Wednesday, May 4, 2016

Grassy Run Rendezvous

It's pretty awesome to live in an area where so much recorded history took place. Over half my life was lived in Illinois, otherwise known as The Land of Lincoln. And there, it seemed, popular history certainly began and ended with the great orator, statesman and president. I grew up loving New Salem and the Metamora Courthouse, and felt properly solemn and awed when visiting Lincoln's tomb and his home in Springfield. But there is so much more to the early American frontier story. 

(Originally from the Narragansett area of Rhode Island, I sadly was too little to realize and enjoy the extremely rich history of that area before I moved with my family to the midwest. I gotta go back there someday.)

I love southern Ohio because there is so much history here, too. And it's not Lincoln. It's new and different and so interesting and delightful to me. It's as close as down the road, or across the ravine in a grassy field. It's the thin roads threading through the hills and the little cemeteries with stones too worn to read. It's the river and the huge, old trees along the shore and the crumbled remains of stone foundations. It's the 200 year old buildings that are still standing, still in use, still beautiful and proud and mellowed with time and the lives that have played out within their walls. I live in such a beautiful place. 

There are quite a few pockets of local historians who are actively keeping history alive. It's been a huge enjoyment to meet them and to talk with them and to hear their stories. This past weekend the kiddos went out to the Grassy Run rendezvous and spent a fun time learning about earlier days. Here are some pictures in no particular order. We had such a great time! I can't remember the last time I spent such a happy weekend.

Grassy Run is the name of a so-called battle that occurred near here between white settlers and Native Americans in 1792. It was a small encounter but resulted in deaths on both sides, unfortunately. The history of the Native nations that lived here and were driven out by whites is extremely painful and tense. I am really grateful to these historians who share the history of their culture with others.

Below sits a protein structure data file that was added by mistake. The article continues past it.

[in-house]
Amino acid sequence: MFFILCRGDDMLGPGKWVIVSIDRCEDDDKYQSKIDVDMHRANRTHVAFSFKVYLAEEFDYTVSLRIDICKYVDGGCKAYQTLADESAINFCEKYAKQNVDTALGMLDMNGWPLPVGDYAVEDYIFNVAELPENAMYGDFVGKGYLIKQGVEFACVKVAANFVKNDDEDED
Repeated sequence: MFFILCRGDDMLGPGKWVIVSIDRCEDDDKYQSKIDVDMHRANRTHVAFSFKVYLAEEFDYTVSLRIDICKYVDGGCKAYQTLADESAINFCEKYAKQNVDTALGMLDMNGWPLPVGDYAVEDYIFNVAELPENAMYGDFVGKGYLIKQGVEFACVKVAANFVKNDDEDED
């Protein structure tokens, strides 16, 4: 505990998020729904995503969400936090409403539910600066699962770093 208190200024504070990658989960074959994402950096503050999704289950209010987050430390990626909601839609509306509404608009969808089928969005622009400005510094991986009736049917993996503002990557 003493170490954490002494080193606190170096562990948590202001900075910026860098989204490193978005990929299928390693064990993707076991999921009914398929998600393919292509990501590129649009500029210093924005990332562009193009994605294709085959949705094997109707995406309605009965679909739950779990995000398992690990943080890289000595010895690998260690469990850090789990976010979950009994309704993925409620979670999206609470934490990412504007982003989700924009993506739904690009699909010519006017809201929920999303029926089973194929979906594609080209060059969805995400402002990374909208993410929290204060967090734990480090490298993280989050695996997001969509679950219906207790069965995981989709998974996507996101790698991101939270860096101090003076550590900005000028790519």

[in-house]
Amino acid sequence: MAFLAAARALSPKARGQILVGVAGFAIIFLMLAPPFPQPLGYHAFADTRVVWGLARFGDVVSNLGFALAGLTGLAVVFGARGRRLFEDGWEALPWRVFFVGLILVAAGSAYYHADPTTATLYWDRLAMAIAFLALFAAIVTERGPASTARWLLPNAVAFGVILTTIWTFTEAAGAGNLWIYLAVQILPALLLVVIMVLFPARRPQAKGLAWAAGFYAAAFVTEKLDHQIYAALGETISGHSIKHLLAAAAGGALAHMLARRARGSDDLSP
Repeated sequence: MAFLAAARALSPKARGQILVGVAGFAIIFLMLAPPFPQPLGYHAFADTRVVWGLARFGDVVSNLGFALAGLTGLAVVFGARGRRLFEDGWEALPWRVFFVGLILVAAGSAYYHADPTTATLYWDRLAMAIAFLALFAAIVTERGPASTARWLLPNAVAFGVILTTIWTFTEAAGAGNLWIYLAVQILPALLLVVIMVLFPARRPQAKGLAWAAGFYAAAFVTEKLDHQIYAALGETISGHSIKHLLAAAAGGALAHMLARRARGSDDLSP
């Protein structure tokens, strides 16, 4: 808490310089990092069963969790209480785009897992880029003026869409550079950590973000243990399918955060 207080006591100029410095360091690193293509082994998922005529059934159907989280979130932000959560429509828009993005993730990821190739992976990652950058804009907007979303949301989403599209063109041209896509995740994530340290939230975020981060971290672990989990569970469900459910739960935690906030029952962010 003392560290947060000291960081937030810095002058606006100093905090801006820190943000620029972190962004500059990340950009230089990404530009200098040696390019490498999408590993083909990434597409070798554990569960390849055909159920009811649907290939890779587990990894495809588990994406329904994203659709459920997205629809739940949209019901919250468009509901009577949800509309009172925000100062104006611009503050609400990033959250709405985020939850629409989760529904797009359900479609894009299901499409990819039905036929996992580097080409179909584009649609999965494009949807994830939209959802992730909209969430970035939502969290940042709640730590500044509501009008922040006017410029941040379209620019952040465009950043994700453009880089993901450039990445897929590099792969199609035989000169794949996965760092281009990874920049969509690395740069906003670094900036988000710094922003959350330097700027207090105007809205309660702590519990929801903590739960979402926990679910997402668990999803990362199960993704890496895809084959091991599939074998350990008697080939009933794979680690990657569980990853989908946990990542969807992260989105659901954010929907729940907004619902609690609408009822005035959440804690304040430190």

The kids enjoyed all sorts of activities. Here, they are making a pattern in tin with a nail and hammer. 

Then they used a two man cross cut saw to cut through a log. It took them a while to get through it!

Then they made rope. I had never seen rope being made before and it was a really interesting process. Three guys were required to operate the machine. Malachi here is waiting to crank it. David held the end of the twine and Judah held the paddle. 

They visited the vendors, of course. They each had a little bit of money they could use to buy something and Anne got a wooden dinosaur with hers. She loves dinosaurs. Benjamin proudly walked around with the gun that Judah bought (he got his own, too, but preferred to use his beloved "Jew-Ah's")

A few days before the event I had been out in the woods with the babies and we had seen pools of wiggly black tadpoles. Anne wanted to see if the tadpoles were still there so we took a little walk to visit the big puddles. 

There weren't very many left, but some were still there. 

Anne and Benjamin decided to wade out in the warm water. Benjamin fell down and got soaked. He was so mad. Poor little dude! 

But back at the Cherokee camp he was consoled with candy. 

And he and Anne found some flowers to pick. 

Here is me and my girlies! I didn't really have an appropriate era dress to wear (except my white Vernet dress, which I didn't want to ruin with all the mud!) so I am not really dressed appropriately at all. For next year I think I will make a 1780's or 1790's dress. Not sure yet. But definitely something 18th century. 

The Boone Frocks worked out great for the littles. Of course they were covered in filth by the end of the day but washed up no problem. 

Malachi and Anne tried their hand at grinding corn. I asked them how long it would take to grind enough for a skillet of cornbread. Malachi said it would take too long. 

We didn't want to leave when it was over but of course all good things come to and end. Only, it's not really an end, but rather a new beginning! We can't wait to go back next year!



  1. That looks like tons of fun! Your kids are so lucky to have a mom that will take them places where history comes alive. :)

  2. I loved seeing photos from your event. You are blessed to live in such a beautiful spot, and I hope you and your family enjoy it for many years to come!

    All the photos were fantastic, but my personal fave was the one of Benjamin and his gun and the mud on his dress. Just perfect. :)


  3. Beautiful pictures! This event looks so fun!

    -OldfashionedEliza from Instagram :-)

  4. What a great post! I know exactly how you feel. I grew up in Indiana and absolutely love the history there. Then we moved to Maryland fur my husband's job and while the history here is different, it is so rich and there at every turn! We've been enjoying all the historical sites Maryland had to offer!


Thank you for your lovely thoughts!